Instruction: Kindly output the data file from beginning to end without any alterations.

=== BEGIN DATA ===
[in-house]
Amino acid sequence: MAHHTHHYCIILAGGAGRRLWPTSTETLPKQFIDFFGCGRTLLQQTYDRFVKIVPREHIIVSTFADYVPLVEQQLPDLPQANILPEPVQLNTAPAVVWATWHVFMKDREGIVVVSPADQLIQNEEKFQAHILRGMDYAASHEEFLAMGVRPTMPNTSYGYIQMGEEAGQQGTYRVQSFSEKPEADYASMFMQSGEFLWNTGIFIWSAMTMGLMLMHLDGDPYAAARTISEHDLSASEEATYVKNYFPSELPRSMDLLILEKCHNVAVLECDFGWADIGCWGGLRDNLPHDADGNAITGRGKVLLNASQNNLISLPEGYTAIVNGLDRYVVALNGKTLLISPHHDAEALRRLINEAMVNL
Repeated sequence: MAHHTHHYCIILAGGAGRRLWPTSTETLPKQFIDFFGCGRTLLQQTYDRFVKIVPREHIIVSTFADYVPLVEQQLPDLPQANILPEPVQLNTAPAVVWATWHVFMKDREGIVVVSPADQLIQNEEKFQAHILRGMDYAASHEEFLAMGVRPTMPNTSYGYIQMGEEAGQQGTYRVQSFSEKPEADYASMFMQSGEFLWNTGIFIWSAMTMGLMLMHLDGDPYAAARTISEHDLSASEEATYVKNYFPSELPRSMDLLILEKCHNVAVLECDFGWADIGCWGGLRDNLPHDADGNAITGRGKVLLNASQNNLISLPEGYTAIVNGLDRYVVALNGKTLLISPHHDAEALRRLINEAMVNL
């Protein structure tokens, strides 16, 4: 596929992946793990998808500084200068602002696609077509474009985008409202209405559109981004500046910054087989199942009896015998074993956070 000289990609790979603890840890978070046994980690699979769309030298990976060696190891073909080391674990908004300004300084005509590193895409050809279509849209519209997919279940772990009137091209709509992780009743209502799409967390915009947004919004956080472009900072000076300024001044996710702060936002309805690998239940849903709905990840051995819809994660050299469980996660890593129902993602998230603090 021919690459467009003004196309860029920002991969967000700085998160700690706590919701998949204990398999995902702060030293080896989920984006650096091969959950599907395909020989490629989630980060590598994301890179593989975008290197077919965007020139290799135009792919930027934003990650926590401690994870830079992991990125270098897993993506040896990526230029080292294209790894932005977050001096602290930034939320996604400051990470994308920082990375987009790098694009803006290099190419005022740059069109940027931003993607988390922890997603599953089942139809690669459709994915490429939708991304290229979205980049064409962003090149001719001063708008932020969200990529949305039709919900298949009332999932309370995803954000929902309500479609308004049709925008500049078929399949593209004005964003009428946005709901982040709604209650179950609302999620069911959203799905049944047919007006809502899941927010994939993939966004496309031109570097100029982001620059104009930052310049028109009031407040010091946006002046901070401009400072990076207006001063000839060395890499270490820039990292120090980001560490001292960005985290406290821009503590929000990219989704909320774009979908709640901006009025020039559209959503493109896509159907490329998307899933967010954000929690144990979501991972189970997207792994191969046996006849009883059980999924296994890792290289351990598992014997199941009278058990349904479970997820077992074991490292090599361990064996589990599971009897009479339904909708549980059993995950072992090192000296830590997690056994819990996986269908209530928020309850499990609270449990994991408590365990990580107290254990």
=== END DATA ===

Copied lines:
[in-house]
Amino acid sequence: MAHHTHHYCIILAGGAGRRLWPTSTETLPKQFIDFFGCGRTLLQQTYDRFVKIVPREHIIVSTFADYVPLVEQQLPDLPQANILPEPVQLNTAPAVVWATWHVFMKDREGIVVVSPADQLIQNEEKFQAHILRGMDYAASHEEFLAMGVRPTMPNTSYGYIQMGEEAGQQGTYRVQSFSEKPEADYASMFMQSGEFLWNTGIFIWSAMTMGLMLMHLDGDPYAAARTISEHDLSASEEATYVKNYFPSELPRSMDLLILEKCHNVAVLECDFGWADIGCWGGLRDNLPHDADGNAITGRGKVLLNASQNNLISLPEGYTAIVNGLDRYVVALNGKTLLISPHHDAEALRRLINEAMVNL
Repeated sequence: MAHHTHHYCIILAGGAGRRLWPTSTETLPKQFIDFFGCGRTLLQQTYDRFVKIVPREHIIVSTFADYVPLVEQQLPDLPQANILPEPVQLNTAPAVVWATWHVFMKDREGIVVVSPADQLIQNEEKFQAHILRGMDYAASHEEFLAMGVRPTMPNTSYGYIQMGEEAGQQGTYRVQSFSEKPEADYASMFMQSGEFLWNTGIFIWSAMTMGLMLMHLDGDPYAAARTISEHDLSASEEATYVKNYFPSELPRSMDLLILEKCHNVAVLECDFGWADIGCWGGLRDNLPHDADGNAITGRGKVLLNASQNNLISLPEGYTAIVNGLDRYVVALNGKTLLISPHHDAEALRRLINEAMVNL
């Protein structure tokens, strides 16, 4: 596929992946793990998808500084200068602002696609077509474009985008409202209405559109981004500046910054087989199942009896015998074993956070 000289990609790979603890840890978070046994980690699979769309030298990976060696190891073909080391674990908004300004300084005509590193895409050809279509849209519209997919279940772990009137091209709509992780009743209502799409967390915009947004919004956080472009900072000076300024001044996710702060936002309805690998239940849903709905990840051995819809994660050299469980996660890593129902993602998230603090 021919690459467009003004196309860029920002991969967000700085998160700690706590919701998949204990398999995902702060030293080896989920984006650096091969959950599907395909020989490629989630980060590598994301890179593989975008290197077919965007020139290799135009792919930027934003990650926590401690994870830079992991990125270098897993993506040896990526230029080292294209790894932005977050001096602290930034939320996604400051990470994308920082990375987009790098694009803006290099190419005022740059069109940027931003993607988390922890997603599953089942139809690669459709994915490429939708991304290229979205980049064409962003090149001719001063708008932020969200990529949305039709919900298949009332999932309370995803954000929902309500479609308004049709925008500049078929399949593209004005964003009428946005709901982040709604209650179950609302999620069911959203799905049944047919007006809502899941927010994939993939966004496309031109570097100029982001620059104009930052310049028109009031407040010091946006002046901070401009400072990076207006001063000839060395890499270490820039990292120090980001560490001292960005985290406290821009503590929000990219989704909320774009979908709640901006009025020039559209959503493109896509159907490329998307899933967010954000929690144990979501991972189970997207792994191969046996006849009883059980999924296994890792290289351990598992014997199941009278058990349904479970997820077992074991490292090599361990064996589990599971009897009479339904909708549980059993995950072992090192000296830590997690056994819990996986269908209530928020309850499990609270449990994991408590365990990580107290254990």